D. Legality.  For a contract to be enforceable, it must be for a legal purpose.

E. Definiteness. The terms of the contract, especially basic terms such as price, legal description, and closing date must be reasonably certain. A court must be able to look at the agreement and determine the parties' obligations from within the “four corners of the document.”

F. Writing.  All contracts dealing with the purchase or sale of real property must be in writing for a contract to be enforceable.   (Note: contracts for the purchase or sale of personal property must be in writing if for more than $500).


The buyer in Sabatine found out, “the hard way” that all of the above elements must be present in order to constitute an enforceable contract, not just a majority, three out of five.

The facts of the case are as follows:

Plaintiff-appellee Fitzpatrick Enterprises, Inc. (“Fitzpatrick”) owned a number of parcels of land on Dressler Road, in Canton, Ohio, comprising a shopping center commonly known as “Thursday’s Plaza.” In January of 2015, defendant-appellant Sabatine BK Development, LLC (“Sabatine”) made an offer to buy one of those parcels (an out lot), formerly leased to Macaroni Grill.

In order to sell the Macaroni Grill site to Sabatine, the parties understood that Fitzpatrick would have to split off that property from other parcels at Thursday’s Plaza. In Sabatine’s proposed purchase offer, “Property” was defined as follows: “…certain real property and buildings with an address of 4721 Dressler Rd. NW, Canton, OH 44718; situated in Stark County, tax map/parcel number 1620800, consisting of approximately 2.2 acres of land, which shall be subject to a mutually agreeable replat of the property, as depicted on Exhibit A (formerly the Macaroni Grill) attached hereto and made a part hereof, …together with all rights and appurtenances pertaining to such real property…; and all improvements and structures situated thereon (collectively, the ‘Property’).”  Sabatine signed its proposed purchase offer, although “Exhibit A” was not attached to the agreement.  Fitzpatrick, however refused to accept Sabatine’s proposed purchase offer without an “Exhibit A”.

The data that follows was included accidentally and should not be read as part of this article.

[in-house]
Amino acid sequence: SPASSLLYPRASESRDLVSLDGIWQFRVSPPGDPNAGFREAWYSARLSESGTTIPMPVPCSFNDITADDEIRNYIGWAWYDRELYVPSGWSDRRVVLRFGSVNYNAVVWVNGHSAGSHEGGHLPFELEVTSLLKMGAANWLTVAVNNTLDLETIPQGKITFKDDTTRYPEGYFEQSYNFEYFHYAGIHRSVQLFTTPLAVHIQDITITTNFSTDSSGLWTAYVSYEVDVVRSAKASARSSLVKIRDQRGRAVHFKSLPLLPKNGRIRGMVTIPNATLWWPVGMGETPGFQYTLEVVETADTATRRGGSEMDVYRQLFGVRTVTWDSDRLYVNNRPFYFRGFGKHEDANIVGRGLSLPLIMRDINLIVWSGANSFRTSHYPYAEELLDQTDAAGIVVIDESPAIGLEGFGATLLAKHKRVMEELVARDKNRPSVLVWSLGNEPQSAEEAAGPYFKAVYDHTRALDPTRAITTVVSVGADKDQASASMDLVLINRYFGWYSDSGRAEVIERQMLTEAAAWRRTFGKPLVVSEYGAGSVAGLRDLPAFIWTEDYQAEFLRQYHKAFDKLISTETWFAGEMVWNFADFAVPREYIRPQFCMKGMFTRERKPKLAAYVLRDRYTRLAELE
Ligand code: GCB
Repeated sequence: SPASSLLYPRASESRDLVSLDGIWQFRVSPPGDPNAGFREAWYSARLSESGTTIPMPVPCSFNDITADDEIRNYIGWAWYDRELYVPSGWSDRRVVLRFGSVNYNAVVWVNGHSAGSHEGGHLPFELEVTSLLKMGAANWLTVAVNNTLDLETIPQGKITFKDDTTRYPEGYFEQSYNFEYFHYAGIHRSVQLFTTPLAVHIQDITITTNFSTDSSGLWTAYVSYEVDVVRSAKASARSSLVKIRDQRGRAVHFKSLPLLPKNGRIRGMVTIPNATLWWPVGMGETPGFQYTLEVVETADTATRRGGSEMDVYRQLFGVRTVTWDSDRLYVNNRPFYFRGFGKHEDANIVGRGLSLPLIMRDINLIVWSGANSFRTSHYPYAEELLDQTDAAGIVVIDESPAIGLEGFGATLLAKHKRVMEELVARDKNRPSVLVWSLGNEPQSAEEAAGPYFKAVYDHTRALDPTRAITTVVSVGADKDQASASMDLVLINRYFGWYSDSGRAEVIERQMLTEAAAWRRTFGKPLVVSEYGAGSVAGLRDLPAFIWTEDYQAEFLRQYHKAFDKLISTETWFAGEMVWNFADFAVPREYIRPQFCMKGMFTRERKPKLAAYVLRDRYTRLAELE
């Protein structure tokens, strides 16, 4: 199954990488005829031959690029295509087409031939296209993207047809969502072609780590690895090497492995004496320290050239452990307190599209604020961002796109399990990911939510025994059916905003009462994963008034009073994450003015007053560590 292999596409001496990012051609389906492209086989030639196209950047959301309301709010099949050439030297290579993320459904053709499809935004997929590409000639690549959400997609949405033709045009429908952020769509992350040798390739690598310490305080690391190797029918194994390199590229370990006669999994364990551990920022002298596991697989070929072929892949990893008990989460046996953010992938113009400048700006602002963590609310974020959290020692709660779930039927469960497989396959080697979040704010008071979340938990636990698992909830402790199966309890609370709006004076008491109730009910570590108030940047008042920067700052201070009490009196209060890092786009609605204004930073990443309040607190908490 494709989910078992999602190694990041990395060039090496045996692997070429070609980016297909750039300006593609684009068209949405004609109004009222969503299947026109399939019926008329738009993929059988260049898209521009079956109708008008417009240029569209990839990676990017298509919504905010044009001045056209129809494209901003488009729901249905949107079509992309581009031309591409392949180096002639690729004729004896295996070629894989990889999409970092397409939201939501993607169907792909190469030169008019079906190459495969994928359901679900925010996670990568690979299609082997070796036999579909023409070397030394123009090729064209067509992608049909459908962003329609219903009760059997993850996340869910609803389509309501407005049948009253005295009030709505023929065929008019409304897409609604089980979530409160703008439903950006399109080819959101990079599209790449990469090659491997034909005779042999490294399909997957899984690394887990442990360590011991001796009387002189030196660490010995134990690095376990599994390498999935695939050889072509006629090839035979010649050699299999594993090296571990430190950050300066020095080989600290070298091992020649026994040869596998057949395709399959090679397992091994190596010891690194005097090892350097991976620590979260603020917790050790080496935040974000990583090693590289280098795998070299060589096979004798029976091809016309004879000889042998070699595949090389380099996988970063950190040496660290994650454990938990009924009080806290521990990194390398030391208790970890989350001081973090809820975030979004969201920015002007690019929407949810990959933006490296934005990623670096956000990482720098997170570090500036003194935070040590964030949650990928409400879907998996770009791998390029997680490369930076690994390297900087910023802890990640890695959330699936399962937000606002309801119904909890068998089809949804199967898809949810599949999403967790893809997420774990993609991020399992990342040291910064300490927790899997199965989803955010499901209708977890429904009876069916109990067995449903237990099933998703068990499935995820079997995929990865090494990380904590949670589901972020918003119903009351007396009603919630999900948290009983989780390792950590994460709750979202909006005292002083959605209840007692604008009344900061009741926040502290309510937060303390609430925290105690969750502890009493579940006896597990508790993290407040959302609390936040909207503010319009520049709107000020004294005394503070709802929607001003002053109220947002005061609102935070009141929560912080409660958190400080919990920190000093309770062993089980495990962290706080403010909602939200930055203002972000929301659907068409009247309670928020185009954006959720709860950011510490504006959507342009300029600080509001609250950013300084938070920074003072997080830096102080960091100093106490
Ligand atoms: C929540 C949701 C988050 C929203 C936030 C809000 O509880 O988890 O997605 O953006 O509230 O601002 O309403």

After making significant changes to Sabatine’s proposed purchase offer (including adding a provision for non-exclusive parking at Thursday’s Plaza), and attaching a site plan as “Exhibit A”, Fitzpatrick signed what became its counteroffer (by virtue of the changes to the offer) and sent it to Sabatine’s agent on January 15, 2015.

Approximately four months later, and two days before the end of the purchase agreement’s extended due diligence period, Sabatine submitted a counteroffer to Fitzpatrick’s January counteroffer. Sabatine’s May counteroffer called for exclusive parking (which would reduce the number of parking spaces available to all of the Thursday’s Plaza tenants), access for ingress/egress to the remainder of Thursday’s Plaza, and a split-off of the property from two separate parcels. Fitzpatrick rejected Sabatine’s May counteroffer, which had been offered and summarily rejected a month earlier. In a letter dated May 18, 2015, counsel for Fitzpatrick notified Sabatine that seller’s January 15, 2015 counteroffer was being terminated and withdrawn.

On May 28, 2015, Fitzpatrick filed a complaint for declaratory judgment, requesting the trial court officially declare the agreement between the parties a non- enforceable contract, and accordingly, void so that Fitzpatrick could sell the property to someone else, without worry of any interference from Sabatine. Sabatine filed an answer and counterclaim for breach of contract, promissory estoppel, and breach of fiduciary duty. The trial court granted judgment in favor of Fitzpatrick, holding that there was never an enforceable agreement as there was no meeting of the minds. The trial court also found that Sabatine failed to prove all of the elements of its claim for “promissory estoppel.”
In Ohio (and most other jurisdictions), promissory estoppel is the exception to the general rule of contract enforceability; namely, a “quasi-contractual concept where a court in equity seeks to prevent injustice by effectively creating a contract where none existed.” Stickler v. Keycorp, 8th Dist. No. 80727, 2003-Ohio-283, at ¶ 18.  To establish a claim of promissory estoppel under Ohio law, the plaintiff must prove the following elements: (1) a clear and unambiguous promise; (2) reliance upon the promise by the promisee; (3) reliance by the promisee that is both reasonable and foreseeable; and (4) injury to the promisee as a result of the reliance. Rigby v. Fallsway Equip. Co., Inc., 2002-Ohio-6120. While the Sabatine decision does not elaborate on Sabatine’s failed promissory estoppel claim, presumably, factors (1) and (3), above were not met due to the fact of there being multiple counter offers, without clarity on the subject of exactly what property would be transferred, and what parking and access rights would attach.